Calling OCaml from C - random segfaults


#1

If I pass a function from OCaml to C, and then store a reference to that OCaml function (to call it multiple times) in C do I need to make some special bookkeeping:
a) when I pass the function?
b) when I call it?

I get random segfaults when calling the OCaml closure for let’s say 1000th time. Can there be any race condition that interferes with gc?


#2

GC moves things around in memory. If you save a pointer and return to OCaml, the pointer can very easily become invalid when some future GC is performed. The pointer will point to where the closure used to be, but something different (or nothing) could be there now. You can prevent this by marking the location where you have stored the pointer as a “global root”. Then the GC will update your location to contain the new pointer value.

This is Rule 4 of living in harmony with the garbage collector:

Global variables containing values must be registered with the garbage collector using the caml_register_global_root function.

You can find this in Chapter 19 of the OCaml manual.


#3

Thank you. It indeed fixed the bug.

If I understand correctly, using the Callback.register approach would solve my problem, too. Do these two have different performance characteristics?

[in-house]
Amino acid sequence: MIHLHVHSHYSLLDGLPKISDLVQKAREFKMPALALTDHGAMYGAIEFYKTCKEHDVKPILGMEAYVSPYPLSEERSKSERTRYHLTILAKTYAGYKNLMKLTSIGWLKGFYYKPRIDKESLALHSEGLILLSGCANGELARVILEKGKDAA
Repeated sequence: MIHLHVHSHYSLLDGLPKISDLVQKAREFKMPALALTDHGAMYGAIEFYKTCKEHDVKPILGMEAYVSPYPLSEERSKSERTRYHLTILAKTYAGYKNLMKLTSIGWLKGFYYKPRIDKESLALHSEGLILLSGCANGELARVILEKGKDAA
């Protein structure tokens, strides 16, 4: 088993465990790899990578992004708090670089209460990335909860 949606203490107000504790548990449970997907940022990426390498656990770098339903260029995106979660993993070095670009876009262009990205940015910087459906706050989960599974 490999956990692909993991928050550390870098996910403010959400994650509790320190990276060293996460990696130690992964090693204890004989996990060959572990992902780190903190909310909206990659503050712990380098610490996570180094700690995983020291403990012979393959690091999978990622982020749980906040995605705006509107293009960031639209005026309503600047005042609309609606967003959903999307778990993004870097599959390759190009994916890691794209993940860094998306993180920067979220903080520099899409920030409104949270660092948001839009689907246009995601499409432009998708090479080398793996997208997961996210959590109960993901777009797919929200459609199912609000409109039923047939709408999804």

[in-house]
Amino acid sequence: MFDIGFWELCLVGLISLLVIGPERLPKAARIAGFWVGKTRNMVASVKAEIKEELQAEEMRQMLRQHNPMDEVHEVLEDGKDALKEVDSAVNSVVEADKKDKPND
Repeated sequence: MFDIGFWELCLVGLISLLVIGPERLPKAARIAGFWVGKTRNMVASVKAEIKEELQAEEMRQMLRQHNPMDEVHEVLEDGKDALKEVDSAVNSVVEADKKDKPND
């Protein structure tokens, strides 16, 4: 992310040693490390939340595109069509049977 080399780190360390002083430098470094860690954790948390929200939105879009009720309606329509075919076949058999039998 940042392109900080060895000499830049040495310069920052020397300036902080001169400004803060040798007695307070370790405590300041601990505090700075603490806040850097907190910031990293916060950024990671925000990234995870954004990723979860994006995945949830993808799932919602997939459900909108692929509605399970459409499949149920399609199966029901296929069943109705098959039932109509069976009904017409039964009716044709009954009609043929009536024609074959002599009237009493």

#4

It would also solve it, but caml_named_value is not a constant-time operation, so you’d be making every access slower. A generational root is the proper mechanism for storing this pointer (since you won’t be changing the value, you may as well use caml_register_generational_global_root)


#5

An alternative, mentioned specifically in the manual chapter, is to cache the return value of caml_named_value but not the value it points to. That is, you may cache the value* but not the value (since the latter may be moved by the GC).

Example from the manual:

void call_caml_f(int arg)
{
    static value * closure_f = NULL;
    if (closure_f == NULL) {
        /* First time around, look up by name */
        closure_f = caml_named_value("test function");
    }
    caml_callback(*closure_f, Val_int(arg));
}

#6

That’s a good point, which I’d forgotten! FWIW, note that Callback.register uses caml_register_global_root rather than caml_register_generational_global_root.


#7

Thanks for the detailed answers!